SEARCH

SEARCH BY CITATION

Keywords:

  • Functional diversity;
  • Historical ecology;
  • Landscape reconstruction;
  • Palaeobotany;
  • Pollen analysis;
  • Species distribution models;
  • Vegetation reconstruction

Abstract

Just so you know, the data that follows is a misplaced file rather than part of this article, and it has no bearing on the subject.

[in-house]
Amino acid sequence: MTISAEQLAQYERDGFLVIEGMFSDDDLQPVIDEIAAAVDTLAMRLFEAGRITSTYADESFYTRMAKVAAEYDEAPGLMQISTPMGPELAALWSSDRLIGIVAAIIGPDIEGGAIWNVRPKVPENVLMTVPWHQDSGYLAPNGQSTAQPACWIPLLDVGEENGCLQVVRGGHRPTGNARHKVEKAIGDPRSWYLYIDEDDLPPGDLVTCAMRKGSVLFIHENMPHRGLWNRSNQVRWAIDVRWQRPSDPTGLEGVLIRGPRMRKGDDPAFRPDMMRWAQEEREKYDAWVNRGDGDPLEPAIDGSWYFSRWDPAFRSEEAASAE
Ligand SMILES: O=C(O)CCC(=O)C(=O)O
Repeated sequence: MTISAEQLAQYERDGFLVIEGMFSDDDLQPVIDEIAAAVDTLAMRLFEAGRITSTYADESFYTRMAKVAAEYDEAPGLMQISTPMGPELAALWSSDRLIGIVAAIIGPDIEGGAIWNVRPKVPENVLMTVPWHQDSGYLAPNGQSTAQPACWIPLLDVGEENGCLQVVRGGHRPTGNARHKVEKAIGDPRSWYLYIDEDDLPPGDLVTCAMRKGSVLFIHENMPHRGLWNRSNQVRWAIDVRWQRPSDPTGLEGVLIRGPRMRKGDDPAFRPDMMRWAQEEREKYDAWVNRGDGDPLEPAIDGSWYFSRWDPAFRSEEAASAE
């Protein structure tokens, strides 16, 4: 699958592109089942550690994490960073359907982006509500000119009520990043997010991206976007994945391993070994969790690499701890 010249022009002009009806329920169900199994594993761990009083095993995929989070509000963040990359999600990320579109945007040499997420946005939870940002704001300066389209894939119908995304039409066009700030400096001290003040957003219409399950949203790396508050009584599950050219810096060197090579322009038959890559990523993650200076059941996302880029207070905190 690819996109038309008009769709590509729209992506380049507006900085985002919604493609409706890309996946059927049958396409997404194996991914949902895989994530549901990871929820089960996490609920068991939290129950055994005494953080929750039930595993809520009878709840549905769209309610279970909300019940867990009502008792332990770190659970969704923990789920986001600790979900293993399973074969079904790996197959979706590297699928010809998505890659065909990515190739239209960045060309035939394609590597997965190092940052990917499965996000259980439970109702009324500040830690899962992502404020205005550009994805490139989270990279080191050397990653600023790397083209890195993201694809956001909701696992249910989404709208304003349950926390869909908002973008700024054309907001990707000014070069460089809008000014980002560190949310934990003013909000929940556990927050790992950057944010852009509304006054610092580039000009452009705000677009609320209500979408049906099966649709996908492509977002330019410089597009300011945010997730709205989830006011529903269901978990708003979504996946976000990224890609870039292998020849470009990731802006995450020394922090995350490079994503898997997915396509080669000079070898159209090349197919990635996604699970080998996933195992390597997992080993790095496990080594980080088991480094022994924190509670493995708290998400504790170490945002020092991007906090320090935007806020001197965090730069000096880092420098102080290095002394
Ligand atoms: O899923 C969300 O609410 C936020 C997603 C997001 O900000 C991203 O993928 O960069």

Ecology and Quaternary palaeoecology have largely developed as parallel disciplines. Although both pursue related questions, information exchange is often hampered by particularities of the palaeoecological data and a communication gap has been perceived between the disciplines. Based on selected topics and developments mainly in Quaternary palaeoecology, we show that both disciplines have converged somewhat during recent years, while we still see untapped potential for closer interactions. Macroecology is probably the discipline that most easily combines different time scales and where co-operations between palaeoecologists, geneticists and vegetation modellers have been inspiring. Quantitative vegetation reconstructions provide robust estimates of tree composition and land cover at different spatial scales, suitable for testing hypotheses about long-term vegetation changes or as quantitative background data in studies on contemporary vegetation patterns. Palaeo data also hold yet unexplored potential to study the drivers of long-term diversity, and aspects of functional diversity may facilitate comparisons between continents and over glacial–interglacial cycles.